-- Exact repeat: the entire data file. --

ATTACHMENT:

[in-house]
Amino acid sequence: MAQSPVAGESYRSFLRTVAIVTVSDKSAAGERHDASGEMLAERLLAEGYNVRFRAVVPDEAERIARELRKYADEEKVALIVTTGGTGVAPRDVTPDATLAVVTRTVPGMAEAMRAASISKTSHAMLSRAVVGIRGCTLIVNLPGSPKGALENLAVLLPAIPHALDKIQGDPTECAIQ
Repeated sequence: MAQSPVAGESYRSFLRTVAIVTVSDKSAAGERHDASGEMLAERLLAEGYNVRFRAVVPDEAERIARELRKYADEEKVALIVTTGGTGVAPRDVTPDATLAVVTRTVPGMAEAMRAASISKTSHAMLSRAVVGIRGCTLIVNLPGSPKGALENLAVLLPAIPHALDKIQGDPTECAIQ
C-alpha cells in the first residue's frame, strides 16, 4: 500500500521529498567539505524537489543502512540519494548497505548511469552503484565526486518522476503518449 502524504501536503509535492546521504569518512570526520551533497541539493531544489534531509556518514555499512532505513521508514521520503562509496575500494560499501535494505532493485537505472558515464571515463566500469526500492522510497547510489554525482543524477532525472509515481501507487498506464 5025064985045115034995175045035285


[in-house]
Amino acid sequence: MAQSPVAGESYRSFLRTVAIVTVSDKSAAGERHDASGEMLAERLLAEGYNVRFRAVVPDEAERIARELRKYADEEKVALIVTTGGTGVAPRDVTPDATLAVVTRTVPGMAEAMRAASISKTSHAMLSRAVVGIRGCTLIVNLPGSPKGALENLAVLLPAIPHALDKIQGDPTECAIQ
Repeated sequence: MAQSPVAGESYRSFLRTVAIVTVSDKSAAGERHDASGEMLAERLLAEGYNVRFRAVVPDEAERIARELRKYADEEKVALIVTTGGTGVAPRDVTPDATLAVVTRTVPGMAEAMRAASISKTSHAMLSRAVVGIRGCTLIVNLPGSPKGALENLAVLLPAIPHALDKIQGDPTECAIQ
C-alpha cells in the first residue's frame, strides 16, 4: 500500500521529498567539505524537489543502512540519494548497505548511469552503484565526486518522476503518449 502524504501536503509535492546521504569518512570526520551533497541539493531544489534531509556518514555499512532505513521508514521520503562509496575500494560499501535494505532493485537505472558515464571515463566500469526500492522510497547510489554525482543524477532525472509515481501507487498506464 5025064985045115034995175045035285